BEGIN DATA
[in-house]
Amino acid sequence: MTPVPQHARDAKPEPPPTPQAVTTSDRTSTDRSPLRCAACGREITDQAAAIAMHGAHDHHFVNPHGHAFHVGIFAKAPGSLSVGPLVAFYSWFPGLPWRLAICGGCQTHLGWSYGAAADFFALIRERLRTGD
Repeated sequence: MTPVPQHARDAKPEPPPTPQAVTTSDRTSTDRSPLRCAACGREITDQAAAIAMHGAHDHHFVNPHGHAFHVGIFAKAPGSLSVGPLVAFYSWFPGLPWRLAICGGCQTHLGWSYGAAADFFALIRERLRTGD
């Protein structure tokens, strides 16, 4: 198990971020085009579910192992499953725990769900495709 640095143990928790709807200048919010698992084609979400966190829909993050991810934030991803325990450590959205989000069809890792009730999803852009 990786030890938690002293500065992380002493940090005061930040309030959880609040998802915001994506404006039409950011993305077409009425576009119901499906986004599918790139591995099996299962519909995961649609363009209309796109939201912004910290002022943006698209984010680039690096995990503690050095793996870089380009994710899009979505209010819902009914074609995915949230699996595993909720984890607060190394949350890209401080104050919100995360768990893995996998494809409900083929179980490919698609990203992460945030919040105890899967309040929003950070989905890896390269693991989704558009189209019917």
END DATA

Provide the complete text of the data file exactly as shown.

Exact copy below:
[in-house]
Amino acid sequence: MTPVPQHARDAKPEPPPTPQAVTTSDRTSTDRSPLRCAACGREITDQAAAIAMHGAHDHHFVNPHGHAFHVGIFAKAPGSLSVGPLVAFYSWFPGLPWRLAICGGCQTHLGWSYGAAADFFALIRERLRTGD
Repeated sequence: MTPVPQHARDAKPEPPPTPQAVTTSDRTSTDRSPLRCAACGREITDQAAAIAMHGAHDHHFVNPHGHAFHVGIFAKAPGSLSVGPLVAFYSWFPGLPWRLAICGGCQTHLGWSYGAAADFFALIRERLRTGD
């Protein structure tokens, strides 16, 4: 198990971020085009579910192992499953725990769900495709 640095143990928790709807200048919010698992084609979400966190829909993050991810934030991803325990450590959205989000069809890792009730999803852009 990786030890938690002293500065992380002493940090005061930040309030959880609040998802915001994506404006039409950011993305077409009425576009119901499906986004599918790139591995099996299962519909995961649609363009209309796109939201912004910290002022943006698209984010680039690096995990503690050095793996870089380009994710899009979505209010819902009914074609995915949230699996595993909720984890607060190394949350890209401080104050919100995360768990893995996998494809409900083929179980490919698609990203992460945030919040105890899967309040929003950070989905890896390269693991989704558009189209019917």